Can I pay fees for my son or daughter’s case?

Yes. Your son/daughter as the client must expressly agree to allow you to pay for a lawyer on their behalf and it must be understood that even though you are paying the attorney’s fees, there is no attorney-client relationship. That is, the lawyer must zealously represent his client’s interests — even where they may conflict with your desires. Moreover, unless the client expressly waives his right of confidentiality, Mom and Dad may be excluded from privileged communications between attorney and client. It is always a good idea to keep communications privileged and it would be or could be horrible to find Mom or Dad forced to testify to what their son or daughter told them about the case.

Can I pay online?

Yes. The Law Office of Douglas A. Fox has a dedicated PayPal account into which funds may be deposited.

How much are lawyer’s fees in typical cases? Do you charge more, or less, or about the same, as other lawyers in the area?

Fees for cases are either through trial or up to trial (additional fees for trial), as agreed upon between attorney and client. Some cases warrant significantly higher fees, e.g., life cases, 3 strikes, sex crime allegations, gang enhancements and murder.

Some examples of typical fees are:

    • DUI: $500–$10,000
    • DOMESTIC VIOLENCE: $1,500–$5,000
    • PETTY THEFT: $1,000–$2,500
    • MARIJUANA POSSESSION: $500–$2,000
    • DRUG CASES: $2,500–7,500
    • DOMESTIC VIOLENCE: $5,000–$10,000
    • SEX CRIMES/MURDER (any life exposure): $25,000–$100,000
    • $500–$2,000.

You may find other lawyers charge more or less than these figures. Also, these are estimates of time and money, your case may be uniquely configured so as to justify an upward or downward departure. What is most important is how the lawyer will handle your case, how will he/she evaluate your case, your chances of success and whether you are given the chance to make an intelligent and informed decision which may be the most important decisions in your life.

My fees may be higher than some better lawyers or lower than a lesser lawyer. You have to decide with whom you will be able to work and to whom you will in part entrust your freedom and reputation.

What is a plea bargain and when should I take one?

Plea bargaining is the reality of criminal law prosecutions. Most cases (95% or more) end not in a dismissal or a jury trial, but instead they end quietly, in court with an agreement to plead guilty or no contest to a negotiated settlement of the case.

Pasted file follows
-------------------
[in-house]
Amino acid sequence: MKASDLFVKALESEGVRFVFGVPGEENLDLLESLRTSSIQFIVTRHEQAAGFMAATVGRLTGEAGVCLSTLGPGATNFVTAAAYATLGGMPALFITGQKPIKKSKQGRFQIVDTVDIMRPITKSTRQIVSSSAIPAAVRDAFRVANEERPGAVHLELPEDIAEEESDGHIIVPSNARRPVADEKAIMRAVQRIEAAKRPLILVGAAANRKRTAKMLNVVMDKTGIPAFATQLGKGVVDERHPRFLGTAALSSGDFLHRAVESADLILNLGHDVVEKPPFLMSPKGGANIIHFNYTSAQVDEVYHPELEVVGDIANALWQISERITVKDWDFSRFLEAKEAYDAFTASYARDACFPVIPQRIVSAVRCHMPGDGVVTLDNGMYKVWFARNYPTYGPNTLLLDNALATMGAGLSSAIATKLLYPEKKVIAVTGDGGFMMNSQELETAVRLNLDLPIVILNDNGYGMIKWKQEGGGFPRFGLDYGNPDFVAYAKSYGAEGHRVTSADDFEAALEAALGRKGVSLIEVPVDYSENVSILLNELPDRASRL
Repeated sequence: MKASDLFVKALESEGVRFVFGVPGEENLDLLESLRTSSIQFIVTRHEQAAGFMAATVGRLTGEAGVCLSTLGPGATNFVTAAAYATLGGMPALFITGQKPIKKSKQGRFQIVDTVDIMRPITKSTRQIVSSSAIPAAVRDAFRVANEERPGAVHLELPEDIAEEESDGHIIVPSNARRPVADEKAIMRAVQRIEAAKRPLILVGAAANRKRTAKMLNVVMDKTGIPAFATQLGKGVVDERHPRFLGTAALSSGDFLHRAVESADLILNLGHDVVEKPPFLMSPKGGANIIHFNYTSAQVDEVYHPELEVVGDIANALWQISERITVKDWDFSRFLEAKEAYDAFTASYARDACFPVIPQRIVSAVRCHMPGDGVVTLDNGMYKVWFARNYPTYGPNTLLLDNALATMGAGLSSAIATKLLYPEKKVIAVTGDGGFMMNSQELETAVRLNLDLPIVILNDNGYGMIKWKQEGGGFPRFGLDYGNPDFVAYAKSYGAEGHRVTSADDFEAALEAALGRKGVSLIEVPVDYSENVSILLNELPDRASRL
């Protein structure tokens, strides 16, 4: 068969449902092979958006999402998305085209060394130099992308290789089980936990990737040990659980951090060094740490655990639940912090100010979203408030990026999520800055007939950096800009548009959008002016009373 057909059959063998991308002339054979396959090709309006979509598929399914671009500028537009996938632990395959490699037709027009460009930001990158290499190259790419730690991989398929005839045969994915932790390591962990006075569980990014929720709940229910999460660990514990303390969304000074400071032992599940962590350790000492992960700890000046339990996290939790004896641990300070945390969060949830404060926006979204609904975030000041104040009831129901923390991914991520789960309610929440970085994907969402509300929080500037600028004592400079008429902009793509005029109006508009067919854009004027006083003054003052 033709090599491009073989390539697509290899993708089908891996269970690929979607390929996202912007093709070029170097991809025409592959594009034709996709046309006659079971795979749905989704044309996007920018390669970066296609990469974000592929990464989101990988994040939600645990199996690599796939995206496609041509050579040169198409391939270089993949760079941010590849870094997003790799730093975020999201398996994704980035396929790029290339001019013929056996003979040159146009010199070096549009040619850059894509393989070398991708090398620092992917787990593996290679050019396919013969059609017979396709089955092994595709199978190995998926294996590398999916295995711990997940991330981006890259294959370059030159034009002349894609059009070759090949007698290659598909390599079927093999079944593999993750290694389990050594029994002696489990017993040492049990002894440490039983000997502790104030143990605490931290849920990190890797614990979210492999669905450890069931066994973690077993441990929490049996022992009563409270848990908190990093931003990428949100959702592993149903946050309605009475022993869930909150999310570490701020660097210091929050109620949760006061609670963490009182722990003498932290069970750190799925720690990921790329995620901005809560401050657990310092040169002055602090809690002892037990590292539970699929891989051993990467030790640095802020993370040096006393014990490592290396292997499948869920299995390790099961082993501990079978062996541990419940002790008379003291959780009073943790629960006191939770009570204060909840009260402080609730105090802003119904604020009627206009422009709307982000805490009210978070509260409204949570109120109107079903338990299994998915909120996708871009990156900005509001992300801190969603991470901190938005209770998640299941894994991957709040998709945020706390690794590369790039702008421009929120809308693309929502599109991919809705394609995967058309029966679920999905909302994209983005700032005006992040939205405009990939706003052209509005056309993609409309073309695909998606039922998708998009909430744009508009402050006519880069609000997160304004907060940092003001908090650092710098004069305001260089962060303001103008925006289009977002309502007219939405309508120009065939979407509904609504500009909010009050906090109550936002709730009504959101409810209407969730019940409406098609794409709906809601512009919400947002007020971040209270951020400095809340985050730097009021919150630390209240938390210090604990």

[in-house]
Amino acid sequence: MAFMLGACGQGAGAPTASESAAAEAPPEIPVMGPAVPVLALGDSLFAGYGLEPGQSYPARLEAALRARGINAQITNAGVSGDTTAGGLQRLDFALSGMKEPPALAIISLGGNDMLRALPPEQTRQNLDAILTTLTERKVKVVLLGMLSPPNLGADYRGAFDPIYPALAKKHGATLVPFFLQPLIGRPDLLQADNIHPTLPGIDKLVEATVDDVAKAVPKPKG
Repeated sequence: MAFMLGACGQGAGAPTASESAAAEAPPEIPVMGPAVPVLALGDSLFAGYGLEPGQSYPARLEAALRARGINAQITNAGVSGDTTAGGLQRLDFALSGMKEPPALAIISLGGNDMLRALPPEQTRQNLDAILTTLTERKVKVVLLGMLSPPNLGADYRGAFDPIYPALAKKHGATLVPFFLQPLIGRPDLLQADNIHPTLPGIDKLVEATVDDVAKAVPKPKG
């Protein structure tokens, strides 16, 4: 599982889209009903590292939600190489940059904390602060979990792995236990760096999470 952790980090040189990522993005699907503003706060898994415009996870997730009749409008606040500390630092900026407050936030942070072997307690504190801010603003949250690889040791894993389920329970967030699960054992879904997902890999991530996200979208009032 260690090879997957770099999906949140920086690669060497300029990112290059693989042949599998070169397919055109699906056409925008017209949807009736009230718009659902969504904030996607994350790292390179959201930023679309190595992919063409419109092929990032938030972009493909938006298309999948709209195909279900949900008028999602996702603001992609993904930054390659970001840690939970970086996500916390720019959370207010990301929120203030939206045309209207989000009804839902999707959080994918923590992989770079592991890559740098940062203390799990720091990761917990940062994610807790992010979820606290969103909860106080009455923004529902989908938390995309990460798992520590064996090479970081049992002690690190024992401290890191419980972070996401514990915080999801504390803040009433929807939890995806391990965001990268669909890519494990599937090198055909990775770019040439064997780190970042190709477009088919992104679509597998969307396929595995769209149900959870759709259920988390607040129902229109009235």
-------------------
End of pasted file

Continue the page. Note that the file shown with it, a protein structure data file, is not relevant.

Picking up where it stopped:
A typical plea bargain involves an exchange of dismissed charges or counts for a conviction to one or more other charges/counts. Mr. Fox has handled rape cases which settle for a misdemeanor battery, with all sex crime charges dismissed. Typically, also, you will know exactly how the judge will sentence you or you will agree to a range of sentencing allowing the Judge to determine your sentence within that range.

The more important question is whether a given client should accept a particular plea bargain: this is where the better lawyers are separated from the lesser. Each lawyer will draw the line of what makes a fair plea bargain in a different place. Some think that any plea bargain is good because it resolves the case and lets the lawyer move on to another case. A better lawyer should evaluate the plea bargain offer against likelihood of success at trial to determine where the line should be drawn.

Mr. Fox is able to evaluate how strong or weak your case is to a high degree of accuracy. Lawyers are like pitchers in a baseball game: sometimes we go for the strikeout and other times, the intentional walk. Whether to accept a plea bargain is a choice of the client’s alone. Mr. Fox will only advise to accept a plea bargain if he honestly believes it is the best possible result for your case.